Who is the Boss - Your Guinea Pig or You?

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Mar 10, 2009
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Coventry UK
This text is part of an article I have written for Guinea Pig Magazine issue 47 (November 2018). It is the propriety of GPM and is being shared on here with the magazine's permission. Guinea Pig Mag

Dominance and hierarchy: Who’s the boss?

Guinea pig society is based on inclusion into a group that is strictly hierarchical. Inviting new piggies into your human led group by fondling the ears gives them firstly a friendly sense of belonging but also makes it clear right from the start who’s the group leader – and by our sheer size, this is expected to be us, anyway.

Many interactive problems and annoying behaviours stem from the fact that we pamper and love our piggies unreservedly, but we omit to put our relationship into a social context that is understood by piggies. In turn they will start to fill the vacuum with increasing demands to explore the limits and work out a hierarchy in which they will come top. In that respect guinea pigs resemble dogs, who equally need this sense of belonging and a place in the hierarchy.

It is actually amazing just how effectively and easily you can sort many issues like skin tweaking, teeth chattering, treat pestering etc. by copying how a group leader deals with a naughty youngster. Instead of expecting your guinea pig to work out why you try to frighten them by shouting for no obvious reason or give it a tap on the nose or worse (nothing of which actually makes sense to a guinea pig), you tell your piggy that while you love them, they are naughty and misbehaving and you are not appreciating it. No force needed…

Firstly, you assure your guinea pig that you appreciate and love them as part of the group you are leading by fondling the ears and stroking around the eye. Then you gently force the chin up, asserting your authority. Tell them again that you love them and always end with a gesture of love. You may need to repeat this, but piggies catch on quickly.

Many of the people (including our magazine editor) have found that they have a much happier and much more loving relationship with their special piggy thanks to clarifying their relationship. You can call it ‘piggy whispering’ if you wish to!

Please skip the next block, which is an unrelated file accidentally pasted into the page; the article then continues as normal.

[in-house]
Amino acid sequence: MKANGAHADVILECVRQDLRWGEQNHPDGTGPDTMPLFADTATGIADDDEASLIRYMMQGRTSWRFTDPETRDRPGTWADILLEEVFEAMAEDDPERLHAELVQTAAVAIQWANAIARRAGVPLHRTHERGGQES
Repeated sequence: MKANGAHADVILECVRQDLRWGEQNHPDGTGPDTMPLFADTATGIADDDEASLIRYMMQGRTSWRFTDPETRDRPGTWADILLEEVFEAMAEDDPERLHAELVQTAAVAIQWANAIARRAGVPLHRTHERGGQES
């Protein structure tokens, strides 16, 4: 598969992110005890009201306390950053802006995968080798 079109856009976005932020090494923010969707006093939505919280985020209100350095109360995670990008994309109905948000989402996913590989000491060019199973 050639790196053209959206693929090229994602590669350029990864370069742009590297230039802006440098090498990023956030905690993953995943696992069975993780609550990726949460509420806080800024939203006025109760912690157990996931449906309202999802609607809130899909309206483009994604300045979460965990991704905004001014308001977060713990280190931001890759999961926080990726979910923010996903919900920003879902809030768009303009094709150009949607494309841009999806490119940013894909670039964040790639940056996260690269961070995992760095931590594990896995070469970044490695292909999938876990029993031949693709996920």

By the way, ‘no’ and ‘leave that alone’ don’t exist in the guinea pig world. You need to physically remove or block anything a guinea pig loves to pull, tear or eat, from plastic to wallpaper. In this respect guinea pigs are like toddlers – they find every dodgy area before you and the less you want them to go there, they more they’ll do it. The only successful way is to remove the bone of contention or block access since what carries the scent of one piggy is bound to attract others!
This can also include bar biting, which in the Tribe has become an official position that is handed down from one piggy to another through the generations; the same as Main Food Wheeker for the Tribe is a job taken up on behalf of the whole room (which identifies as a bonded colony with its territorial under-groups) and is generally passed on when the piggy dies or a louder new Wheeker for the Tribe arrives.

Attention seeking: How your piggies train you!

Guinea pigs are past masters at working out very quickly which buttons to press to get that extra treat or middle of the night attention!
It is all too easy to give in just once, and then all too quickly always.

It can be very tough, but necessary to ignore these behaviours and to walk away, despite the ensuing protest or cold shoulder treatment. If you want to cure a well-established habit, then it is going to be a few somewhat unpleasant days and rather bad nights for you trying your best not get up when there is a riot in the cage! Ideally you use a period where you do not have to go to work/school or move your piggies to another room than your bedroom to deal with any middle of the night disruption.

But guinea pigs are not stupid; they tend to stop with any behaviour that doesn’t get them what they want pretty quickly. Of course, it is much easier to stop as soon as you realise in which direction things are heading. For most of us it is however a lesson we have to learn the hard way because our little fur balls have the cute appeal and use it ruthlessly!

Anyway, all of this still gives you and your guinea pigs plenty of scope to enjoy and suffer the richness of a loving bond that is based on mutual respect and understanding, from exchanging piggy kisses to being at the receiving end of piggy displeasure if you have actually dared to leave your pampered ones for a holiday or family visit – no matter how well they have been looked after in the meantime…
And it definitely leaves plenty of space for individual quirks as your bond develops and deepens over time. Guinea pigs are such great communicators; we can do worse than learning from them!
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